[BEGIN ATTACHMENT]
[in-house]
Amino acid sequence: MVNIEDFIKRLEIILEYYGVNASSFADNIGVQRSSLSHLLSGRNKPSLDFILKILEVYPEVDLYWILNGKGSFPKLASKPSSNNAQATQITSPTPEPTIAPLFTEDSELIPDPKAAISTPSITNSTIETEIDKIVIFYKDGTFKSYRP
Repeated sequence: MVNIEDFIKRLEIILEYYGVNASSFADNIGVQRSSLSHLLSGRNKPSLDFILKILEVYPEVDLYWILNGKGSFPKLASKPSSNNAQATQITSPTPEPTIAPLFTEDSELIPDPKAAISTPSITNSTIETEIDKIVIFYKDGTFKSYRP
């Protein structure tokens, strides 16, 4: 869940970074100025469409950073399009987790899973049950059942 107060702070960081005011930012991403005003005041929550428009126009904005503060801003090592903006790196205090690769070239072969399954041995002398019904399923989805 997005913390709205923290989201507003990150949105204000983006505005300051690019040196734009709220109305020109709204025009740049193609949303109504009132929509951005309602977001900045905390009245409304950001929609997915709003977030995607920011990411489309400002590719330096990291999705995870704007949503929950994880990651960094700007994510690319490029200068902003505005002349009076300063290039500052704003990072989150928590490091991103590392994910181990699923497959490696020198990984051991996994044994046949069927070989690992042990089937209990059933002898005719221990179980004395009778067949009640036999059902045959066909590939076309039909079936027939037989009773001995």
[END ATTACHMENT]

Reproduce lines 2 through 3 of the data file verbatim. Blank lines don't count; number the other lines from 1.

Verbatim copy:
Amino acid sequence: MVNIEDFIKRLEIILEYYGVNASSFADNIGVQRSSLSHLLSGRNKPSLDFILKILEVYPEVDLYWILNGKGSFPKLASKPSSNNAQATQITSPTPEPTIAPLFTEDSELIPDPKAAISTPSITNSTIETEIDKIVIFYKDGTFKSYRP
Repeated sequence: MVNIEDFIKRLEIILEYYGVNASSFADNIGVQRSSLSHLLSGRNKPSLDFILKILEVYPEVDLYWILNGKGSFPKLASKPSSNNAQATQITSPTPEPTIAPLFTEDSELIPDPKAAISTPSITNSTIETEIDKIVIFYKDGTFKSYRP